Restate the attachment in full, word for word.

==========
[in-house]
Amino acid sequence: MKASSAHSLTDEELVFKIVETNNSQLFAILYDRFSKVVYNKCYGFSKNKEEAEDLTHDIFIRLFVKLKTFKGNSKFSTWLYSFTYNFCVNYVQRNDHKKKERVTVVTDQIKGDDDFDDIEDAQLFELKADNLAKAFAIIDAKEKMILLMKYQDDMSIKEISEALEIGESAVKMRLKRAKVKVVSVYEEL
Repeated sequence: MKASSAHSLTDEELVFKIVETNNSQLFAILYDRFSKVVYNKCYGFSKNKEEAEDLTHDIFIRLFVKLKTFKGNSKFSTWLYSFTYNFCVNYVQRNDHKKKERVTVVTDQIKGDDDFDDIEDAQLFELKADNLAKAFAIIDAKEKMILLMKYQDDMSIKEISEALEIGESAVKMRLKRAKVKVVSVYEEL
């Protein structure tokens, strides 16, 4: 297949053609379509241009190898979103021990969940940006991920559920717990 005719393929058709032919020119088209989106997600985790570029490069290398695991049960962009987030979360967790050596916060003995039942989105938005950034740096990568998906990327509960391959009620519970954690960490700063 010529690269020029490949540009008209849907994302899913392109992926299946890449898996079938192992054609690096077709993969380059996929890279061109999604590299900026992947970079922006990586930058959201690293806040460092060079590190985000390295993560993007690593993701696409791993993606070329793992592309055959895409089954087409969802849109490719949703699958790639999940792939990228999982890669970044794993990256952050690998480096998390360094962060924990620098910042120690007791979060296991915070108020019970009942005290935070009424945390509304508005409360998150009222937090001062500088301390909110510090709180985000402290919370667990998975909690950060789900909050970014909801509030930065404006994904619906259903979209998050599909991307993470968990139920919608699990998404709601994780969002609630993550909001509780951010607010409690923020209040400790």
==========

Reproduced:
[in-house]
Amino acid sequence: MKASSAHSLTDEELVFKIVETNNSQLFAILYDRFSKVVYNKCYGFSKNKEEAEDLTHDIFIRLFVKLKTFKGNSKFSTWLYSFTYNFCVNYVQRNDHKKKERVTVVTDQIKGDDDFDDIEDAQLFELKADNLAKAFAIIDAKEKMILLMKYQDDMSIKEISEALEIGESAVKMRLKRAKVKVVSVYEEL
Repeated sequence: MKASSAHSLTDEELVFKIVETNNSQLFAILYDRFSKVVYNKCYGFSKNKEEAEDLTHDIFIRLFVKLKTFKGNSKFSTWLYSFTYNFCVNYVQRNDHKKKERVTVVTDQIKGDDDFDDIEDAQLFELKADNLAKAFAIIDAKEKMILLMKYQDDMSIKEISEALEIGESAVKMRLKRAKVKVVSVYEEL
């Protein structure tokens, strides 16, 4: 297949053609379509241009190898979103021990969940940006991920559920717990 005719393929058709032919020119088209989106997600985790570029490069290398695991049960962009987030979360967790050596916060003995039942989105938005950034740096990568998906990327509960391959009620519970954690960490700063 010529690269020029490949540009008209849907994302899913392109992926299946890449898996079938192992054609690096077709993969380059996929890279061109999604590299900026992947970079922006990586930058959201690293806040460092060079590190985000390295993560993007690593993701696409791993993606070329793992592309055959895409089954087409969802849109490719949703699958790639999940792939990228999982890669970044794993990256952050690998480096998390360094962060924990620098910042120690007791979060296991915070108020019970009942005290935070009424945390509304508005409360998150009222937090001062500088301390909110510090709180985000402290919370667990998975909690950060789900909050970014909801509030930065404006994904619906259903979209998050599909991307993470968990139920919608699990998404709601994780969002609630993550909001509780951010607010409690923020209040400790």